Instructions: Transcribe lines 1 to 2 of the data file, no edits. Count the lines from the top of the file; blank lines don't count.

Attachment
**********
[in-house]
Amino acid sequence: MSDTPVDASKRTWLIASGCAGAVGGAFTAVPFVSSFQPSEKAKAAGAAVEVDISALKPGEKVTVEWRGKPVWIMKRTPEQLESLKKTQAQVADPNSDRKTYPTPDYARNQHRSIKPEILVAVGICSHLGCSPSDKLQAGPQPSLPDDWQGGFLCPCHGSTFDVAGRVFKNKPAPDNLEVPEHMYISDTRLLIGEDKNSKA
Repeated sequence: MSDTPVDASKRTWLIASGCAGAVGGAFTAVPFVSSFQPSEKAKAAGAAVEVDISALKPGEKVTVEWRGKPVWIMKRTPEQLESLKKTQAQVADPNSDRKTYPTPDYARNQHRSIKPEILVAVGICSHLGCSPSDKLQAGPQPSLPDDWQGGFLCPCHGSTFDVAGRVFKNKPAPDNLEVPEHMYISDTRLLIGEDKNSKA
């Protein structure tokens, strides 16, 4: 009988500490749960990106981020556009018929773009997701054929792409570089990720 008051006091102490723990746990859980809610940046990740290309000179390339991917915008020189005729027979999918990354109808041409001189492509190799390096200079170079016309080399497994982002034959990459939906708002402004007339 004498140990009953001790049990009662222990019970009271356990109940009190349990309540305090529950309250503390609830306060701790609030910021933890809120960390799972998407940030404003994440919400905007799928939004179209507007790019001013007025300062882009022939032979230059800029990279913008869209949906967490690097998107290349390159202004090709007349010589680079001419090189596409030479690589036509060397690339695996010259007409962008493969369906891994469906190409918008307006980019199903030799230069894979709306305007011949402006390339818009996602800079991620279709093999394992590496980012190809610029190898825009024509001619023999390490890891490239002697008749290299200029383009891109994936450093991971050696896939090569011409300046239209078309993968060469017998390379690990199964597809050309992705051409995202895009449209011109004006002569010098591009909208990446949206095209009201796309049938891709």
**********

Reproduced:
[in-house]
Amino acid sequence: MSDTPVDASKRTWLIASGCAGAVGGAFTAVPFVSSFQPSEKAKAAGAAVEVDISALKPGEKVTVEWRGKPVWIMKRTPEQLESLKKTQAQVADPNSDRKTYPTPDYARNQHRSIKPEILVAVGICSHLGCSPSDKLQAGPQPSLPDDWQGGFLCPCHGSTFDVAGRVFKNKPAPDNLEVPEHMYISDTRLLIGEDKNSKA